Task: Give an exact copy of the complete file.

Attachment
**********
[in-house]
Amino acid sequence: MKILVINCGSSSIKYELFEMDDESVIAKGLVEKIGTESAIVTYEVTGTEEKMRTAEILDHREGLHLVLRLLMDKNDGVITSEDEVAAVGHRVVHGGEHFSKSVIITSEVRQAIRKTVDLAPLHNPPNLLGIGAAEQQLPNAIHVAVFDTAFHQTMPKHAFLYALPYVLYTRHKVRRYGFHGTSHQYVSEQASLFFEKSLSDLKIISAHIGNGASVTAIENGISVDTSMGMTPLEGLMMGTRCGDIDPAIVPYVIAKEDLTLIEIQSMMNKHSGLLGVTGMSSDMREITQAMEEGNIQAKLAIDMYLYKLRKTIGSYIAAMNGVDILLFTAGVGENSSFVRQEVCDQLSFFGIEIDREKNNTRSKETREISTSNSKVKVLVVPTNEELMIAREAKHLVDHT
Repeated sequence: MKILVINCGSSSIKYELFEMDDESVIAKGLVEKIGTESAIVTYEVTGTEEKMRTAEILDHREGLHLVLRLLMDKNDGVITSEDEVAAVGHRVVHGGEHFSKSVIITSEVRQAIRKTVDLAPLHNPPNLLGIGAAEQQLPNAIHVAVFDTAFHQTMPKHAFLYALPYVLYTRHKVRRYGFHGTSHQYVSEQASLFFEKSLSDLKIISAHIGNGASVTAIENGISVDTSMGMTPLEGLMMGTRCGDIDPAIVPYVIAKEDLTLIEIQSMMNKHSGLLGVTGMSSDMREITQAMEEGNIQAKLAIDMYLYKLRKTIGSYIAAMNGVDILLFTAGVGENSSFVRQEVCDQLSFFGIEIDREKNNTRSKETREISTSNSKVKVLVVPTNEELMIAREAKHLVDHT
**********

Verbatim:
[in-house]
Amino acid sequence: MKILVINCGSSSIKYELFEMDDESVIAKGLVEKIGTESAIVTYEVTGTEEKMRTAEILDHREGLHLVLRLLMDKNDGVITSEDEVAAVGHRVVHGGEHFSKSVIITSEVRQAIRKTVDLAPLHNPPNLLGIGAAEQQLPNAIHVAVFDTAFHQTMPKHAFLYALPYVLYTRHKVRRYGFHGTSHQYVSEQASLFFEKSLSDLKIISAHIGNGASVTAIENGISVDTSMGMTPLEGLMMGTRCGDIDPAIVPYVIAKEDLTLIEIQSMMNKHSGLLGVTGMSSDMREITQAMEEGNIQAKLAIDMYLYKLRKTIGSYIAAMNGVDILLFTAGVGENSSFVRQEVCDQLSFFGIEIDREKNNTRSKETREISTSNSKVKVLVVPTNEELMIAREAKHLVDHT
Repeated sequence: MKILVINCGSSSIKYELFEMDDESVIAKGLVEKIGTESAIVTYEVTGTEEKMRTAEILDHREGLHLVLRLLMDKNDGVITSEDEVAAVGHRVVHGGEHFSKSVIITSEVRQAIRKTVDLAPLHNPPNLLGIGAAEQQLPNAIHVAVFDTAFHQTMPKHAFLYALPYVLYTRHKVRRYGFHGTSHQYVSEQASLFFEKSLSDLKIISAHIGNGASVTAIENGISVDTSMGMTPLEGLMMGTRCGDIDPAIVPYVIAKEDLTLIEIQSMMNKHSGLLGVTGMSSDMREITQAMEEGNIQAKLAIDMYLYKLRKTIGSYIAAMNGVDILLFTAGVGENSSFVRQEVCDQLSFFGIEIDREKNNTRSKETREISTSNSKVKVLVVPTNEELMIAREAKHLVDHT